Well, todays appointment raised my blood pressure a little bit. Sometimes it's hard to be going through this a second time because the medical staff assumes that I am old hat at it, but we must remember that I had it pretty "easy" with my son and everything was 'best case scenario' with his recovery.
In conversation with the casting technician I mentioned that I thought the doctor was having us do these extra few weeks of casts to avoid the tenotomy surgery (where they cut the achilles tendon). The casting technician told me casually, "Oh no, she'll be getting it done, her cords are very tight still." Gasp! No! :( Not my baby!
Then another casting technician came in to assist with putting on the new cast. I was making
small talk conversation again and mentioned how I kept forgetting to buy a pacifier to use during this procedure. It takes about 90 minutes to remove old casts and put on new casts. That's a long time for my aching back to be bent over letting my baby suck on my thumb. There are no breaks for breastfeeding, and crying baby most of the time because her sensitive legs are being messed with. Initially we decided not to do a pacifier for her because it was only supposed to be 2 or 3 casts. We let our son have a pacifier during the procedure 2 years ago because we knew that it would be 6 weeks of it. I joked that I hadn't picked up the pacifier yet because I was in denial that we're still on the casting phase. She then casually mentions to me that I should get mentally prepared for the tenotomy next time I see the doctor (which is 11/29/2010). I inquire further and find out that after the casts are removed it is highly likely that the tenotomy will happen right then and there. They do a numbing cream on the skin and then local anesthetic to block all sensation to her ankles/feet. Then a little slice... cut and stretch the achilles tendon... and close her back up. Very quick procedure... but surgery on a 7 week old baby none-the-less. Eek gads!! I'm glad that the techs were so frank with me, even if it was disheartening to hear. Without talking to them I would have walked into the appointment on the 29th with thoughts that we'd be taking off casts for the last time and then going to get her pretty AFO shoes set up. Surgery immediately never even occurred to me. Now I know to make sure my husband is with me at the hospital and that we have extra child care for her son set up at home (Yay for Grandma!)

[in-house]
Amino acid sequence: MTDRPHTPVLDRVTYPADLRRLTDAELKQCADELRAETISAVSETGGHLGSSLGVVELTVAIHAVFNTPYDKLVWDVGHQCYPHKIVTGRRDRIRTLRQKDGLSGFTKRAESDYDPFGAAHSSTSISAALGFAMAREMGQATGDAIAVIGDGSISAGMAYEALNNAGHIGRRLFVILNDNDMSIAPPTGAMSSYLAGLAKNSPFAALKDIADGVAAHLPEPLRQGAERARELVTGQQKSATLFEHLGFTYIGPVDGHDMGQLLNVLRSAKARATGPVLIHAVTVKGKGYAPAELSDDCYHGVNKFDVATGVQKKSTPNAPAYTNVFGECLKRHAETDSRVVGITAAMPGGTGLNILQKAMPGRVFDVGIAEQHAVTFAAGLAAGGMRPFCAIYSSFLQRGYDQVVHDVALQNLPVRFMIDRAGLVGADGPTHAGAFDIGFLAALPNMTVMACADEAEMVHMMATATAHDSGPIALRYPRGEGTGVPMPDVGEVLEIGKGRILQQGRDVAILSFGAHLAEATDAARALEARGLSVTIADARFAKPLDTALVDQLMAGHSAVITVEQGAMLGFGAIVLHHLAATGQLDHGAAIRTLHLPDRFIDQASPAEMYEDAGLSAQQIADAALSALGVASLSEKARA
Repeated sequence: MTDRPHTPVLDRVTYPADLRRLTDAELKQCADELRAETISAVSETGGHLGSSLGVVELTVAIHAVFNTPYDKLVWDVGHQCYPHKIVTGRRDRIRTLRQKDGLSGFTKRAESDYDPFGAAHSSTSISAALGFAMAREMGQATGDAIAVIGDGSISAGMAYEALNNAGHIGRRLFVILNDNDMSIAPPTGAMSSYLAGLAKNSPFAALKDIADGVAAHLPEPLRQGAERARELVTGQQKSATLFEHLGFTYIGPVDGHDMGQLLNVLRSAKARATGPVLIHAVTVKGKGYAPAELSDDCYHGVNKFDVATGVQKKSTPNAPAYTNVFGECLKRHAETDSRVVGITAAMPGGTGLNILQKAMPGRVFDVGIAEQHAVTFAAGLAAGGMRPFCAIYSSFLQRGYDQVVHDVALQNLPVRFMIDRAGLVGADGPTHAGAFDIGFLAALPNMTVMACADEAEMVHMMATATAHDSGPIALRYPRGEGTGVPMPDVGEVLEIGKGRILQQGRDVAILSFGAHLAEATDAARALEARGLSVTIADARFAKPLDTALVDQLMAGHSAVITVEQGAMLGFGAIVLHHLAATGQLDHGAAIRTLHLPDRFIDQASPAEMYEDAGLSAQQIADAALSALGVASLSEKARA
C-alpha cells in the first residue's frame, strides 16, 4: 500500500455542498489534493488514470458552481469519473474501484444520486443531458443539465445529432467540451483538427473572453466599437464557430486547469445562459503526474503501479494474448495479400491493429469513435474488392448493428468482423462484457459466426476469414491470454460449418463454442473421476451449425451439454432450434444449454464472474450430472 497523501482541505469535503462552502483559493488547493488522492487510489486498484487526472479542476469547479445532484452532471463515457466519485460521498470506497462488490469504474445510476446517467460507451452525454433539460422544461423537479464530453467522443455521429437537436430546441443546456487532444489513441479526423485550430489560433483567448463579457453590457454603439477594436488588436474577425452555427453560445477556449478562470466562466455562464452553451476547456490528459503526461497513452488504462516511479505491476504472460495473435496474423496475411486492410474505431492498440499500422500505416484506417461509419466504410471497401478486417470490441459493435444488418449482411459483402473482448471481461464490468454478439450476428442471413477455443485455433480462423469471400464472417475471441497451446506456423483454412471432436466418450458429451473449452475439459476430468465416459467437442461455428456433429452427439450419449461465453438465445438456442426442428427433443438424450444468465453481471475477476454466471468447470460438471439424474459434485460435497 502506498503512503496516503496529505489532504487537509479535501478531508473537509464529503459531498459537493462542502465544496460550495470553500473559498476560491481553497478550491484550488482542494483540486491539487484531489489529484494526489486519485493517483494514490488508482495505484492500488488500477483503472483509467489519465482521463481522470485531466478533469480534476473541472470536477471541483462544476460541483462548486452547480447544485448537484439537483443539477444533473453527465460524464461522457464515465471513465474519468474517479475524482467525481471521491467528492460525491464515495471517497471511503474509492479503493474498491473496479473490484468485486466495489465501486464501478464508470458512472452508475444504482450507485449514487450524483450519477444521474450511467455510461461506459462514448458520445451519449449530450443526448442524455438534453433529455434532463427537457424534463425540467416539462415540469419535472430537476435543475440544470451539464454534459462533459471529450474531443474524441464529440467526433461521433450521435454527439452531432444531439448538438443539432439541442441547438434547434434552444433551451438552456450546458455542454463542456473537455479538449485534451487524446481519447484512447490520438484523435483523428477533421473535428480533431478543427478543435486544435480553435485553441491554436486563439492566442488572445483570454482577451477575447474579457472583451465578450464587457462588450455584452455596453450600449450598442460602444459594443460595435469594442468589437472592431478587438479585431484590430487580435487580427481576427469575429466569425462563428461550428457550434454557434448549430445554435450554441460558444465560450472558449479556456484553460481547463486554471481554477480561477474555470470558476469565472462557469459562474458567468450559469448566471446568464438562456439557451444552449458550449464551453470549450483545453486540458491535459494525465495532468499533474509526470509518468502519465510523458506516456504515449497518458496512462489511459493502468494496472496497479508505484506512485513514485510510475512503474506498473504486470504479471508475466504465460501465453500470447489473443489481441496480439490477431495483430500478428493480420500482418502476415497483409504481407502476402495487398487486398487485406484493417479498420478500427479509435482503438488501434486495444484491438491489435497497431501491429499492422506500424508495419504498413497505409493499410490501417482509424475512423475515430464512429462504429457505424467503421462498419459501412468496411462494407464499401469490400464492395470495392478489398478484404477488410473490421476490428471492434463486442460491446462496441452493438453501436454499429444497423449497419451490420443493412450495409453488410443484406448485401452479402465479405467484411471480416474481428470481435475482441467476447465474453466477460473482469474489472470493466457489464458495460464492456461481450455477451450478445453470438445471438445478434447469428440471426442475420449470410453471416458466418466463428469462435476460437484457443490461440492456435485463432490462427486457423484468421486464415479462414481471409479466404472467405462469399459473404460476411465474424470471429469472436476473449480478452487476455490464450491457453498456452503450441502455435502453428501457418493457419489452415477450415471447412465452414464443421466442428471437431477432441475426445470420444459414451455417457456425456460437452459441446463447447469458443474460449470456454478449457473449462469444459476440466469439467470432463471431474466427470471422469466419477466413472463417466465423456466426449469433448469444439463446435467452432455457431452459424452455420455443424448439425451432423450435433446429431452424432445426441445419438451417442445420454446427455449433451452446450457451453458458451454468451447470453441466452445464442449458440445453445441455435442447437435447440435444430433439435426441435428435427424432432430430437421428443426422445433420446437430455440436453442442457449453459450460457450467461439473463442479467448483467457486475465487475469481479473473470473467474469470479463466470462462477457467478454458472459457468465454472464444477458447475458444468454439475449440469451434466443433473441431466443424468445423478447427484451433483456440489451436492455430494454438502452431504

So, random info about her process... it's still raw behind her knees and now she has another raw spot forming in between her toes on the right foot. She did the cast extra high this time so we can separate her toes for cleaning, but we have to keep an eye out for swelling with that much of her foot exposed. She's also started a habit of curling her pinky toe under, and the tech suggested that I should try to uncurl it every time I see her doing it otherwise it can lead to other problems. She'll end up walking with the top of her toe on the bottom if that makes any sense.